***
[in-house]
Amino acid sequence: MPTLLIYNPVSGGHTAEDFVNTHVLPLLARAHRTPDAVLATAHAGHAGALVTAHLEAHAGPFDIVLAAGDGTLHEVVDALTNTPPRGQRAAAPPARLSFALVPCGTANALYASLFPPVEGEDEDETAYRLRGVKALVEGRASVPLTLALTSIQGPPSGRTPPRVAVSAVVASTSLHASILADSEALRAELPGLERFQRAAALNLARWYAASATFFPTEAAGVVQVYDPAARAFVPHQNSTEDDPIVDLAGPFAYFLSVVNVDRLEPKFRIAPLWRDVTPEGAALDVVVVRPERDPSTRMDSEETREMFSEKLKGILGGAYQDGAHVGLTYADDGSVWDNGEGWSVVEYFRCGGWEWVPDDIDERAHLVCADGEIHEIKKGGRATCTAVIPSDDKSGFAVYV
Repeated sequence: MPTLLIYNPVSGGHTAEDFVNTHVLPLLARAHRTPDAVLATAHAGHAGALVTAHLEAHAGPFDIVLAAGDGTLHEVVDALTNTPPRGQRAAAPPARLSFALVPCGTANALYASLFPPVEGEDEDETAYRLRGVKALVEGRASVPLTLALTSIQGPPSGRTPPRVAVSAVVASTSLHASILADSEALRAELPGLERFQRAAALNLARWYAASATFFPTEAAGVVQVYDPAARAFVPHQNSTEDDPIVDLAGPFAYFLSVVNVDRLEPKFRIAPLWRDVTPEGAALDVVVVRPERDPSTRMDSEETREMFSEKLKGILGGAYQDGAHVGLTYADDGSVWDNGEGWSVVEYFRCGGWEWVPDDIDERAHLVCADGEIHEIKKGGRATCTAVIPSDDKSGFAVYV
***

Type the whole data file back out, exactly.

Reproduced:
[in-house]
Amino acid sequence: MPTLLIYNPVSGGHTAEDFVNTHVLPLLARAHRTPDAVLATAHAGHAGALVTAHLEAHAGPFDIVLAAGDGTLHEVVDALTNTPPRGQRAAAPPARLSFALVPCGTANALYASLFPPVEGEDEDETAYRLRGVKALVEGRASVPLTLALTSIQGPPSGRTPPRVAVSAVVASTSLHASILADSEALRAELPGLERFQRAAALNLARWYAASATFFPTEAAGVVQVYDPAARAFVPHQNSTEDDPIVDLAGPFAYFLSVVNVDRLEPKFRIAPLWRDVTPEGAALDVVVVRPERDPSTRMDSEETREMFSEKLKGILGGAYQDGAHVGLTYADDGSVWDNGEGWSVVEYFRCGGWEWVPDDIDERAHLVCADGEIHEIKKGGRATCTAVIPSDDKSGFAVYV
Repeated sequence: MPTLLIYNPVSGGHTAEDFVNTHVLPLLARAHRTPDAVLATAHAGHAGALVTAHLEAHAGPFDIVLAAGDGTLHEVVDALTNTPPRGQRAAAPPARLSFALVPCGTANALYASLFPPVEGEDEDETAYRLRGVKALVEGRASVPLTLALTSIQGPPSGRTPPRVAVSAVVASTSLHASILADSEALRAELPGLERFQRAAALNLARWYAASATFFPTEAAGVVQVYDPAARAFVPHQNSTEDDPIVDLAGPFAYFLSVVNVDRLEPKFRIAPLWRDVTPEGAALDVVVVRPERDPSTRMDSEETREMFSEKLKGILGGAYQDGAHVGLTYADDGSVWDNGEGWSVVEYFRCGGWEWVPDDIDERAHLVCADGEIHEIKKGGRATCTAVIPSDDKSGFAVYV